Modern English Poetry

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Modern Indian English-language poetry is one of the many ‘new literatures’ which began to emerge at the end of the Second World War after the end of colonialism. Unlike the creative writing of Africa and the Caribbean, modern Indian poetry in English has been neglected by most critics, foreign readers and intellectuals for it has no obvious direct relationship to the cultural movement which led to national independence; by 1947 the situation had changed and with it the concern of the new poets became their relationship to and alienation from the realities of their society. In particular, they faced a challenge from older nationalist intellectuals and from regionalists who demanded a renaissance of the culture of the pre-colonial languages of India.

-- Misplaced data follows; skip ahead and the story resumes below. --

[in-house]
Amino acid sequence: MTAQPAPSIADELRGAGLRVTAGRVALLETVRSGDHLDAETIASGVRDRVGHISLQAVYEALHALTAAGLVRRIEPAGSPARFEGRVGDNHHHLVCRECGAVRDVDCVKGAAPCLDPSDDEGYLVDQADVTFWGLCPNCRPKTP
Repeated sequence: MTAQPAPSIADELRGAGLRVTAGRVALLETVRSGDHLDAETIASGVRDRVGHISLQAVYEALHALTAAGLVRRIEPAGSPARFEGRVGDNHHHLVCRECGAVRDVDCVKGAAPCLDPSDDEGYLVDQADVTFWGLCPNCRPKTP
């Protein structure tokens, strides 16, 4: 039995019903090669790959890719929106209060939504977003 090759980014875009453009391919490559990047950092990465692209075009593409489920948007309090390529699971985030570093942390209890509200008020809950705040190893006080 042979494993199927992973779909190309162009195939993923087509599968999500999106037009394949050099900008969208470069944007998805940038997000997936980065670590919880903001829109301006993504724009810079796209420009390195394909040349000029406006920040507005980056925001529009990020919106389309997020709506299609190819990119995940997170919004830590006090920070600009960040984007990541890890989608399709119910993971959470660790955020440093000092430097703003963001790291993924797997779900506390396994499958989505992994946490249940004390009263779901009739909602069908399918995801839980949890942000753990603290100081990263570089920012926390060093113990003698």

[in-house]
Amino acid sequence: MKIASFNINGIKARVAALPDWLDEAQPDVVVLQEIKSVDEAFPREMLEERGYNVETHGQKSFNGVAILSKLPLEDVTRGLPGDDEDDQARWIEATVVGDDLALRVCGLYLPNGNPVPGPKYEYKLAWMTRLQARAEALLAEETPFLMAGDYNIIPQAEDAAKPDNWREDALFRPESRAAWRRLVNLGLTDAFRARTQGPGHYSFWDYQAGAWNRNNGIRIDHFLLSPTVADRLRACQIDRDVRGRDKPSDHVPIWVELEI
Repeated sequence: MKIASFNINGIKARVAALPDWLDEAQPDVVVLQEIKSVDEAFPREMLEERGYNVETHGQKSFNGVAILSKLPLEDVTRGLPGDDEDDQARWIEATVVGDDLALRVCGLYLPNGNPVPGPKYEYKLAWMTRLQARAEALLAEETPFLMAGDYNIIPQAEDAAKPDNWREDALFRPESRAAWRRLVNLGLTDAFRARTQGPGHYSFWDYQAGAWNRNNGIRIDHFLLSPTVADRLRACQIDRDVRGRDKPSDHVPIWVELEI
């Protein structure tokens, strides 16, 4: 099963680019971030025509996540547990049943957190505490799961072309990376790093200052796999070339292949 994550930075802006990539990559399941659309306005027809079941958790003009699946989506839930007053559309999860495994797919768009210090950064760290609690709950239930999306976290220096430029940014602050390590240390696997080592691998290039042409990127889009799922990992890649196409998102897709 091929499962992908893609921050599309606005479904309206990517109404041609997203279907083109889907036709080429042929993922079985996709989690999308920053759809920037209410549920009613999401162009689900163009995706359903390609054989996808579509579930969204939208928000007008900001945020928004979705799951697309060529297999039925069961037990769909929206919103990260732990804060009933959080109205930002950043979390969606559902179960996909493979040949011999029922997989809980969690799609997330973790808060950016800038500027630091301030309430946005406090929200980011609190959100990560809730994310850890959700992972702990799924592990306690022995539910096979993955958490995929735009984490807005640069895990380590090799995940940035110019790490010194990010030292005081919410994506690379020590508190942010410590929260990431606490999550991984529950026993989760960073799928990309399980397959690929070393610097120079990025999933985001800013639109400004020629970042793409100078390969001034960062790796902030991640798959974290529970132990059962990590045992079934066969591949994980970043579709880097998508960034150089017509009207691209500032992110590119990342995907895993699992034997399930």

The only answer to those who claimed that Indians could not write authentic poetry in the English in which they had been educated was to write poetry as good as that of British, American and Irish poets, but to write it about Indians lives and conditions. This in itself became the basis of a still continuing conflict as cultural conservatives, nationalists and political radicals wanted a literature about traditional culture or the poor and the rural Hindu masses, whereas the poets were likely to be well educated, middle class and part of or aware of the modern westernized culture of the cities, universities and professional classes. They often had been raised in families where English was one of the languages spoken, attended

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